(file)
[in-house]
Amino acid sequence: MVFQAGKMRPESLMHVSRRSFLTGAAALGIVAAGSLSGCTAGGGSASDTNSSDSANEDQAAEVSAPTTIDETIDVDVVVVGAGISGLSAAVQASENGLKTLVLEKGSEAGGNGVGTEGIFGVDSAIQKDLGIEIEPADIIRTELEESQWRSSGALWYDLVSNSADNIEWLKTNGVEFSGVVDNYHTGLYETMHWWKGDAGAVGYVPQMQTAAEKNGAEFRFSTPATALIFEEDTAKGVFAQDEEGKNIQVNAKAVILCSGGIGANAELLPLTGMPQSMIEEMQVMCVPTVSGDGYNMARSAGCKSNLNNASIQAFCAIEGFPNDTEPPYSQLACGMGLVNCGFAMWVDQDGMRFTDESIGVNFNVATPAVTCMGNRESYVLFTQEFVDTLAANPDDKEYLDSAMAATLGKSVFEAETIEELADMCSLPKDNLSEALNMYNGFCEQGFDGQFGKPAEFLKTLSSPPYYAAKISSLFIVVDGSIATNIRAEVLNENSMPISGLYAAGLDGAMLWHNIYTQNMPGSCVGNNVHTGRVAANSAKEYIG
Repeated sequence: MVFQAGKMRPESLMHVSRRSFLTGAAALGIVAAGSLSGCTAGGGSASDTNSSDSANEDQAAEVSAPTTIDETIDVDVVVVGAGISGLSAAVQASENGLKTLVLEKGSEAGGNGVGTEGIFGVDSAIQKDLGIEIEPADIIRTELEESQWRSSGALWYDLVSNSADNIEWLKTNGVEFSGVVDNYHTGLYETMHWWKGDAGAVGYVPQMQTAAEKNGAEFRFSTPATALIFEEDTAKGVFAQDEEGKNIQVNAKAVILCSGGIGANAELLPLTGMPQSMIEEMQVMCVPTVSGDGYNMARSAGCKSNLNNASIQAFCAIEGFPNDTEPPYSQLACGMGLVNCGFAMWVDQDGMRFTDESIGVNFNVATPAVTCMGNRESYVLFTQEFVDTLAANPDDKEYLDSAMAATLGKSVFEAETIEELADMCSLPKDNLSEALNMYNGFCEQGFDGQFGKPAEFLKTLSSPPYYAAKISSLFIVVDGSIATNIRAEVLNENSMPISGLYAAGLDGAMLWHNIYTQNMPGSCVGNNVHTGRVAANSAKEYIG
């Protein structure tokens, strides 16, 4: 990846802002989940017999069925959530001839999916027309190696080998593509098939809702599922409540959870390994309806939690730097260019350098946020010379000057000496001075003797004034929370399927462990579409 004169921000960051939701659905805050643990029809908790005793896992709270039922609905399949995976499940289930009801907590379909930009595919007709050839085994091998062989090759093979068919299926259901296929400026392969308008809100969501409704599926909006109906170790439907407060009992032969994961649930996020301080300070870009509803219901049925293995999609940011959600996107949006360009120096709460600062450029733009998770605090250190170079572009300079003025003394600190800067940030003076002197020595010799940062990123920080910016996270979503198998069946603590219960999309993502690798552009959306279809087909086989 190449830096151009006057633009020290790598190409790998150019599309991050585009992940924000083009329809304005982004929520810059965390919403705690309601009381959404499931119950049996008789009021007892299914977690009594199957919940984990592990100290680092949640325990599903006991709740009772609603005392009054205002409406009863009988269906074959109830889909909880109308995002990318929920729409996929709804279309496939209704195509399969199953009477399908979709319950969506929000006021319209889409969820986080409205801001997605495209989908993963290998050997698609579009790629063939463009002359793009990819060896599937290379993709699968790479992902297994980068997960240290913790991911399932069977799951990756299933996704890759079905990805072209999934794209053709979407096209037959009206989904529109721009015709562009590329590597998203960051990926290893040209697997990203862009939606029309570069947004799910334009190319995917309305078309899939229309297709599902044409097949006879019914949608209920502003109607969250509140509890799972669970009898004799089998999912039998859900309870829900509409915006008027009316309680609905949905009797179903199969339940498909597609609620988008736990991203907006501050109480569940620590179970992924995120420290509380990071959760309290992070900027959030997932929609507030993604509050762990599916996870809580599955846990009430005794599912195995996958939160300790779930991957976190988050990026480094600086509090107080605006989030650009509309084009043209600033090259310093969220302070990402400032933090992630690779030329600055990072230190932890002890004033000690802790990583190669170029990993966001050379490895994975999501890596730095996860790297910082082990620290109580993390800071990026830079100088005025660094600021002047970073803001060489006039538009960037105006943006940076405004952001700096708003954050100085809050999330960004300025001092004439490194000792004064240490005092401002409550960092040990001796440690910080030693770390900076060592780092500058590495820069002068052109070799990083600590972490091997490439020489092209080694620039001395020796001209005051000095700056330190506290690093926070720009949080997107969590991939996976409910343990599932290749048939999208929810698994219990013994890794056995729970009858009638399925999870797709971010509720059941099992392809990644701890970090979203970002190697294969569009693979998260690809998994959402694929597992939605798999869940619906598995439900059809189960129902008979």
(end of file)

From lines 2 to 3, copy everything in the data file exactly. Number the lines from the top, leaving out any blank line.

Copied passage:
Amino acid sequence: MVFQAGKMRPESLMHVSRRSFLTGAAALGIVAAGSLSGCTAGGGSASDTNSSDSANEDQAAEVSAPTTIDETIDVDVVVVGAGISGLSAAVQASENGLKTLVLEKGSEAGGNGVGTEGIFGVDSAIQKDLGIEIEPADIIRTELEESQWRSSGALWYDLVSNSADNIEWLKTNGVEFSGVVDNYHTGLYETMHWWKGDAGAVGYVPQMQTAAEKNGAEFRFSTPATALIFEEDTAKGVFAQDEEGKNIQVNAKAVILCSGGIGANAELLPLTGMPQSMIEEMQVMCVPTVSGDGYNMARSAGCKSNLNNASIQAFCAIEGFPNDTEPPYSQLACGMGLVNCGFAMWVDQDGMRFTDESIGVNFNVATPAVTCMGNRESYVLFTQEFVDTLAANPDDKEYLDSAMAATLGKSVFEAETIEELADMCSLPKDNLSEALNMYNGFCEQGFDGQFGKPAEFLKTLSSPPYYAAKISSLFIVVDGSIATNIRAEVLNENSMPISGLYAAGLDGAMLWHNIYTQNMPGSCVGNNVHTGRVAANSAKEYIG
Repeated sequence: MVFQAGKMRPESLMHVSRRSFLTGAAALGIVAAGSLSGCTAGGGSASDTNSSDSANEDQAAEVSAPTTIDETIDVDVVVVGAGISGLSAAVQASENGLKTLVLEKGSEAGGNGVGTEGIFGVDSAIQKDLGIEIEPADIIRTELEESQWRSSGALWYDLVSNSADNIEWLKTNGVEFSGVVDNYHTGLYETMHWWKGDAGAVGYVPQMQTAAEKNGAEFRFSTPATALIFEEDTAKGVFAQDEEGKNIQVNAKAVILCSGGIGANAELLPLTGMPQSMIEEMQVMCVPTVSGDGYNMARSAGCKSNLNNASIQAFCAIEGFPNDTEPPYSQLACGMGLVNCGFAMWVDQDGMRFTDESIGVNFNVATPAVTCMGNRESYVLFTQEFVDTLAANPDDKEYLDSAMAATLGKSVFEAETIEELADMCSLPKDNLSEALNMYNGFCEQGFDGQFGKPAEFLKTLSSPPYYAAKISSLFIVVDGSIATNIRAEVLNENSMPISGLYAAGLDGAMLWHNIYTQNMPGSCVGNNVHTGRVAANSAKEYIG